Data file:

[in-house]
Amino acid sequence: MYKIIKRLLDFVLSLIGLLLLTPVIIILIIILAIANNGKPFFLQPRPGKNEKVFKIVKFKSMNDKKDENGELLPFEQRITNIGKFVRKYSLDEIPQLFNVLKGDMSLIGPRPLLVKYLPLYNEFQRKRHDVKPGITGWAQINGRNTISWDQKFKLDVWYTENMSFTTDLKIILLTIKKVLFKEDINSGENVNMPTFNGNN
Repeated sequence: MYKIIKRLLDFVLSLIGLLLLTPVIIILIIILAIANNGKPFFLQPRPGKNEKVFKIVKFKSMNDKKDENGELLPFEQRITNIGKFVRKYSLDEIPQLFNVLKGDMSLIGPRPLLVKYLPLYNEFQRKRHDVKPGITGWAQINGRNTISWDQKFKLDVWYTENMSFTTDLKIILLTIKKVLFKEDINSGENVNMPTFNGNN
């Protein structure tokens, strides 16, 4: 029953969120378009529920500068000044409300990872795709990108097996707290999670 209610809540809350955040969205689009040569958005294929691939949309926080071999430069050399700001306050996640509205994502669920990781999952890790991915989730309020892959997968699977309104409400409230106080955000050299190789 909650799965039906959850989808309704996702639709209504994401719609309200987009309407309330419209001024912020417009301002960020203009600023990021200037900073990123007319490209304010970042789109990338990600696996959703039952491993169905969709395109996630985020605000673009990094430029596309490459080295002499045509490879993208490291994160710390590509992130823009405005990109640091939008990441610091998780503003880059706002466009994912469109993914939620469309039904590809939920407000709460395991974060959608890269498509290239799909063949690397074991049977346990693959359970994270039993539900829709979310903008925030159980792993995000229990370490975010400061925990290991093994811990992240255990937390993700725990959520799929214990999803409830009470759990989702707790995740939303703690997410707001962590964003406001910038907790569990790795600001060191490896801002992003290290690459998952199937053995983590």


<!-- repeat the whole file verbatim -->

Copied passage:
[in-house]
Amino acid sequence: MYKIIKRLLDFVLSLIGLLLLTPVIIILIIILAIANNGKPFFLQPRPGKNEKVFKIVKFKSMNDKKDENGELLPFEQRITNIGKFVRKYSLDEIPQLFNVLKGDMSLIGPRPLLVKYLPLYNEFQRKRHDVKPGITGWAQINGRNTISWDQKFKLDVWYTENMSFTTDLKIILLTIKKVLFKEDINSGENVNMPTFNGNN
Repeated sequence: MYKIIKRLLDFVLSLIGLLLLTPVIIILIIILAIANNGKPFFLQPRPGKNEKVFKIVKFKSMNDKKDENGELLPFEQRITNIGKFVRKYSLDEIPQLFNVLKGDMSLIGPRPLLVKYLPLYNEFQRKRHDVKPGITGWAQINGRNTISWDQKFKLDVWYTENMSFTTDLKIILLTIKKVLFKEDINSGENVNMPTFNGNN
């Protein structure tokens, strides 16, 4: 029953969120378009529920500068000044409300990872795709990108097996707290999670 209610809540809350955040969205689009040569958005294929691939949309926080071999430069050399700001306050996640509205994502669920990781999952890790991915989730309020892959997968699977309104409400409230106080955000050299190789 909650799965039906959850989808309704996702639709209504994401719609309200987009309407309330419209001024912020417009301002960020203009600023990021200037900073990123007319490209304010970042789109990338990600696996959703039952491993169905969709395109996630985020605000673009990094430029596309490459080295002499045509490879993208490291994160710390590509992130823009405005990109640091939008990441610091998780503003880059706002466009994912469109993914939620469309039904590809939920407000709460395991974060959608890269498509290239799909063949690397074991049977346990693959359970994270039993539900829709979310903008925030159980792993995000229990370490975010400061925990290991093994811990992240255990937390993700725990959520799929214990999803409830009470759990989702707790995740939303703690997410707001962590964003406001910038907790569990790795600001060191490896801002992003290290690459998952199937053995983590």